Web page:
An Investigation of Non-Social Cognition across the Autism Spectrum

  • Clarence Singleton

Student thesis: Doctoral ThesisPhD

Abstract

Autism Spectrum Disorder (ASD) is a pervasive developmental disorder characterized by two distinct features; the social, including impairments in communication and social functioning (empathizing), and the non-social, including preoccupation with restricted interests and repetitive behaviours (systemizing). This thesis investigated non-social cognition in the autism spectrum by undertaking six studies, three with neurotypical participants from the general population and three with an ASD group and matched neurotypical controls. These studies measured autonomic arousal to social and non-social stimuli and stimuli associated with the participant’s own special interest or hobby, and change blindness tasks that utilized both social and non-social changes, along with measures of attention to detail and anxiety in an attempt to understand some of the cognitive and affective mechanisms that underlie non-social cognition in ASD and in the wider autism spectrum. A further study assessed ‘drive to systemize’ along with an objective behavioural assessment of logical thinking ability and a measure of preference for deliberative or intuitive thinking style, to try to further elucidate connections between drive to systemize and ability to systemize, and the modes of cognition that relate to systemizing.Findings included the relationship between autistic traits and stronger physiological responses to non-social stimuli in the neurotypical sample, and a significantly stronger response in the ASD group to non-social stimuli related to personal special interest than in controls. Participants with a larger number of autistic traits showed enhanced change blindness when changes were social in nature. Self-reported high systemizers report that they prefer slow, deliberative styles of thinking and provide more accurate responses to questions that should involve logical thinking—yet they are less able to provide sound logical reasoning for their correct answers than those who are low systemizers. Together, the results suggest that non-social cognition, or systemizing, in autism is motivated by bottom up perceptual and affective processes that share features with conventional social and emotional cognition, or empathizing.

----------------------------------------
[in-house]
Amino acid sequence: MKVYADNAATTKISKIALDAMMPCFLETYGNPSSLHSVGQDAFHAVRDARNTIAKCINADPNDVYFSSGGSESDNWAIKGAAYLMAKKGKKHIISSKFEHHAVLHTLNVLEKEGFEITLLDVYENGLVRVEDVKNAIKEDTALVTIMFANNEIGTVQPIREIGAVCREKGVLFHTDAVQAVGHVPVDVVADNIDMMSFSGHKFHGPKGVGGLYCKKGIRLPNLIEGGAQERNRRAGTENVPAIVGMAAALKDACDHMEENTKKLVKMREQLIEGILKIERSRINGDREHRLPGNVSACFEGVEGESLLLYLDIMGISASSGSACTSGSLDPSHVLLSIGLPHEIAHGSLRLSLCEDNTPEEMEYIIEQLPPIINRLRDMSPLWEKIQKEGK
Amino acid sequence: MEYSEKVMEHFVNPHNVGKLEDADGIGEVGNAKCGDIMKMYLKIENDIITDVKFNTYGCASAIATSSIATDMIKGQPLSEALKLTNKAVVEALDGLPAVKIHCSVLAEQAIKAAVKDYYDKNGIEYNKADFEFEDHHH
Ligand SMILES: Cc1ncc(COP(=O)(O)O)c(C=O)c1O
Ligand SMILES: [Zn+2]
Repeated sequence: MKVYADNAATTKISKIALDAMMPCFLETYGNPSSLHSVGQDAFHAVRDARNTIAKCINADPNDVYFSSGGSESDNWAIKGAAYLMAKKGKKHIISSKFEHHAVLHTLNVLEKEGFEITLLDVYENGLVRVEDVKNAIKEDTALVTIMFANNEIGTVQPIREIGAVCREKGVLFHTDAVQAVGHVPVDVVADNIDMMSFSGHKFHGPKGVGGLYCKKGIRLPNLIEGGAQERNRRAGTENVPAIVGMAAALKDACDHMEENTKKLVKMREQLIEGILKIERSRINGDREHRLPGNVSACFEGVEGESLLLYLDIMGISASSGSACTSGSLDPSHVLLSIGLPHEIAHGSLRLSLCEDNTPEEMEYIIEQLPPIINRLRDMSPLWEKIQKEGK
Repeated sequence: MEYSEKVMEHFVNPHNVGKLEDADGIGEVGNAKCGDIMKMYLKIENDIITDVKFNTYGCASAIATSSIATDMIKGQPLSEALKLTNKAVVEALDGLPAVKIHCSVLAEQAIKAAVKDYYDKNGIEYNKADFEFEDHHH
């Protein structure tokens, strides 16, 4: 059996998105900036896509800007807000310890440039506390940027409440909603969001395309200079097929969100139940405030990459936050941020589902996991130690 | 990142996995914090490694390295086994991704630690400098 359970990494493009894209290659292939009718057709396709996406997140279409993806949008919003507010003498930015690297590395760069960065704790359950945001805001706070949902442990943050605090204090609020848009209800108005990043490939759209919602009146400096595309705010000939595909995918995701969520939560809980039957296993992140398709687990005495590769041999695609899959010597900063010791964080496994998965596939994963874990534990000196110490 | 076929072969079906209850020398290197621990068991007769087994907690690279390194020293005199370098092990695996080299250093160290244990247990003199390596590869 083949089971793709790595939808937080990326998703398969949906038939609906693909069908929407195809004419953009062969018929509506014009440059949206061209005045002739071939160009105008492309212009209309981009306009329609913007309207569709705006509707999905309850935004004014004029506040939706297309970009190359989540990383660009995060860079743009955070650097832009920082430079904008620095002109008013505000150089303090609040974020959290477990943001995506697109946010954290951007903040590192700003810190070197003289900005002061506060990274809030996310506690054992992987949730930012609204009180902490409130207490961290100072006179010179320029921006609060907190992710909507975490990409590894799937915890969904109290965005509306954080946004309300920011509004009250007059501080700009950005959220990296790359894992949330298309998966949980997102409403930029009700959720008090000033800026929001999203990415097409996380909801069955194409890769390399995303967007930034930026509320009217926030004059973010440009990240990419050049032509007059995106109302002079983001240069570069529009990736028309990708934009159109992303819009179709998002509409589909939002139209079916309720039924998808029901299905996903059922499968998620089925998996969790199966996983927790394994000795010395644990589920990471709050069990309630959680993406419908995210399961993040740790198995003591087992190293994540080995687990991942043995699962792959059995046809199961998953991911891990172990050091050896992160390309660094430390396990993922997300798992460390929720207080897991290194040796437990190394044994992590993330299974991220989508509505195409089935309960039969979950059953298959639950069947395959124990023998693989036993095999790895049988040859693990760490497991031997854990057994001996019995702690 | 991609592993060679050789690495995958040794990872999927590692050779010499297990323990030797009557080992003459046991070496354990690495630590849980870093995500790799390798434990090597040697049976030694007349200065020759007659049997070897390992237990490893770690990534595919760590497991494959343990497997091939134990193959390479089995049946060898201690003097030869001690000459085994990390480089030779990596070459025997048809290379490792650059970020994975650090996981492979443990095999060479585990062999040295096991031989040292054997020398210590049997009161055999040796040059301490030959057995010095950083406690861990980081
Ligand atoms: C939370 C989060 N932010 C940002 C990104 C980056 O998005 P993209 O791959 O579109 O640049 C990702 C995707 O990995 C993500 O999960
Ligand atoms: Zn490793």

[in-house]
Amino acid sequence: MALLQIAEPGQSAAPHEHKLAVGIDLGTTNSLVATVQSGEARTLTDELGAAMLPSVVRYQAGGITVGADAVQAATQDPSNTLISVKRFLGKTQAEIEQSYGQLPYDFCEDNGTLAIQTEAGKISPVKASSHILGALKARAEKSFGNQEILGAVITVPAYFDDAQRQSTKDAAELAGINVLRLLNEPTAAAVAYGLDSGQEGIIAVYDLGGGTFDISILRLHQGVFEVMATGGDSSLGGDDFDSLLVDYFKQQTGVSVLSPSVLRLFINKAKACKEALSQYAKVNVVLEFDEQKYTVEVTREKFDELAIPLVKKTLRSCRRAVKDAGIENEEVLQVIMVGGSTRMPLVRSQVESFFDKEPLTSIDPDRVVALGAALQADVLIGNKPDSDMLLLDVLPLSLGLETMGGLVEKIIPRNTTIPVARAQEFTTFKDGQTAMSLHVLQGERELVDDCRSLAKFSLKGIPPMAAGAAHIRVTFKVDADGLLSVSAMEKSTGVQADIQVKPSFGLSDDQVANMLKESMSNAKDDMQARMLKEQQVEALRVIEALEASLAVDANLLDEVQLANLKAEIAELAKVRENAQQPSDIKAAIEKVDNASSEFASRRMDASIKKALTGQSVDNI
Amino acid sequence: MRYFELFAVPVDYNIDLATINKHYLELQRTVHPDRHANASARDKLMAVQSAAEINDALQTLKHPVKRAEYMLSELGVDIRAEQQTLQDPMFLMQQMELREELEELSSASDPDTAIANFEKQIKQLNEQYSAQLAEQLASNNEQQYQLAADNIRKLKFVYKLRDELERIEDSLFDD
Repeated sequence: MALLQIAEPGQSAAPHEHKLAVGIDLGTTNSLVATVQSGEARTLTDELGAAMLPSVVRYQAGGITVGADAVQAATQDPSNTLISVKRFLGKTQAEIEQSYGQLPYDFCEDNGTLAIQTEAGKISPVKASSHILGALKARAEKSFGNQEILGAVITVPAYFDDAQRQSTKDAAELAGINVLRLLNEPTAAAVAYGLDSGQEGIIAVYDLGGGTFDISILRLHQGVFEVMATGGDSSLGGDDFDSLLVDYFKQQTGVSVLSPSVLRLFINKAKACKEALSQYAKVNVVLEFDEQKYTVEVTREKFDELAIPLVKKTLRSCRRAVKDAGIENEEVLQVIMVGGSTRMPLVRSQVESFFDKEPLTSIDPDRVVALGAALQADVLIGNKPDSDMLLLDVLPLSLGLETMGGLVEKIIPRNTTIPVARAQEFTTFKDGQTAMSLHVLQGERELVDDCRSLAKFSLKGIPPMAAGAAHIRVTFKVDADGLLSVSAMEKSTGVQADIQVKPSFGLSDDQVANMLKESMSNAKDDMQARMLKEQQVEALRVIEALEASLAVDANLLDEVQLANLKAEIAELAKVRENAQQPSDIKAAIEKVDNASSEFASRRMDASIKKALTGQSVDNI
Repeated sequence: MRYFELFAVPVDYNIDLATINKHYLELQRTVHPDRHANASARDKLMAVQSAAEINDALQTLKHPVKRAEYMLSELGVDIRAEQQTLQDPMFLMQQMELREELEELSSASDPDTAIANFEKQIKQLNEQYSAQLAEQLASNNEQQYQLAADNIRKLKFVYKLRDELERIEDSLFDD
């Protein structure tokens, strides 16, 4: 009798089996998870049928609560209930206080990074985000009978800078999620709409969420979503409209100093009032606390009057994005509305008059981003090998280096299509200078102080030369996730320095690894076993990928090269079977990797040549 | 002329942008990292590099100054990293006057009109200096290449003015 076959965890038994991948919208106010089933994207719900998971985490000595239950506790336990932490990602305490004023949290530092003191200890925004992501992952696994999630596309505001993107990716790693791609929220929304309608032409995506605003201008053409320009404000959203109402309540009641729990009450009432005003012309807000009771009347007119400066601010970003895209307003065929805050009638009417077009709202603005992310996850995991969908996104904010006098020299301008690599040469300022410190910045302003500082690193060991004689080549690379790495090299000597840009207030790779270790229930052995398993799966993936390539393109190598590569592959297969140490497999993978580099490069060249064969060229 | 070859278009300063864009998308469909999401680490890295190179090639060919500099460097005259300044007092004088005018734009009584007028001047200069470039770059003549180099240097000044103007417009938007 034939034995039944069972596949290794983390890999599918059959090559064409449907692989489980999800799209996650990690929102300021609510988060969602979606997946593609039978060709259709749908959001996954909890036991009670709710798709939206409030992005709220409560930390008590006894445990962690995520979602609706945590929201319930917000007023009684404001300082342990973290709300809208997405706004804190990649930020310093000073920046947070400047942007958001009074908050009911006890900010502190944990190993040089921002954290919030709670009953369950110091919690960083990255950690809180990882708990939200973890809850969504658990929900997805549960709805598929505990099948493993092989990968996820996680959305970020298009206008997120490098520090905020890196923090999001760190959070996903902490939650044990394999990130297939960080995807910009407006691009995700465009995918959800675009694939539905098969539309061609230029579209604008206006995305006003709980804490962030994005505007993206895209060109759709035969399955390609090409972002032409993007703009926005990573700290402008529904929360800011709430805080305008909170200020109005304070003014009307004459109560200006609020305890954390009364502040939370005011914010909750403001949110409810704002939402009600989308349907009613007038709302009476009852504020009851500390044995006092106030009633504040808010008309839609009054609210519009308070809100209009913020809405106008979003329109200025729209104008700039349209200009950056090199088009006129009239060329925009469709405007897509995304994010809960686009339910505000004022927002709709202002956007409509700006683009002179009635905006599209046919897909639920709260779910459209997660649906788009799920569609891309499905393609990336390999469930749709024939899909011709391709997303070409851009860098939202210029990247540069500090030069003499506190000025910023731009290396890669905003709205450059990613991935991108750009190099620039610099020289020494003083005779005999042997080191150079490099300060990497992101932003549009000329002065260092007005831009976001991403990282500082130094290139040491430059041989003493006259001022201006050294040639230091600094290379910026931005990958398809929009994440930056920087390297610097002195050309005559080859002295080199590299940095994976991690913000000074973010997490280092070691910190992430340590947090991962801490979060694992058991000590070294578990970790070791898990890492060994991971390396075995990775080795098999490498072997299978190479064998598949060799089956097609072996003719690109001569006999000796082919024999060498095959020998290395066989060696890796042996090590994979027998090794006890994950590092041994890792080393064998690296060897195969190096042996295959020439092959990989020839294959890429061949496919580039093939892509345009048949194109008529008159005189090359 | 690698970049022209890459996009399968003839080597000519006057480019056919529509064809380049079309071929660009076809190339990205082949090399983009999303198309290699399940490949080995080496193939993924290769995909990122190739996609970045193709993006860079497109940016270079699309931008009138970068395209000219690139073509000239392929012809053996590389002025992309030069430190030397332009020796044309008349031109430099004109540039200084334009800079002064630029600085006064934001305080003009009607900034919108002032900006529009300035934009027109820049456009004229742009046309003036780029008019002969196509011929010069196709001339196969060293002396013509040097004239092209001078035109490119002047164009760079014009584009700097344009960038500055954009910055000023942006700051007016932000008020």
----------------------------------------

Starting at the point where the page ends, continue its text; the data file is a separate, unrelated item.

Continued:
Date of Award1 Nov 2018
LanguageEnglish
Awarding Institution
  • University of Bath
SupervisorMark Brosnan (Supervisor) & Chris Ashwin (Supervisor)

Keywords

  • autism spectrum
  • Non-social psychophysiology
  • Cognition

Cite this

An Investigation of Non-Social Cognition across the Autism Spectrum
Singleton, C. (Author). 1 Nov 2018

Student thesis: Doctoral ThesisPhD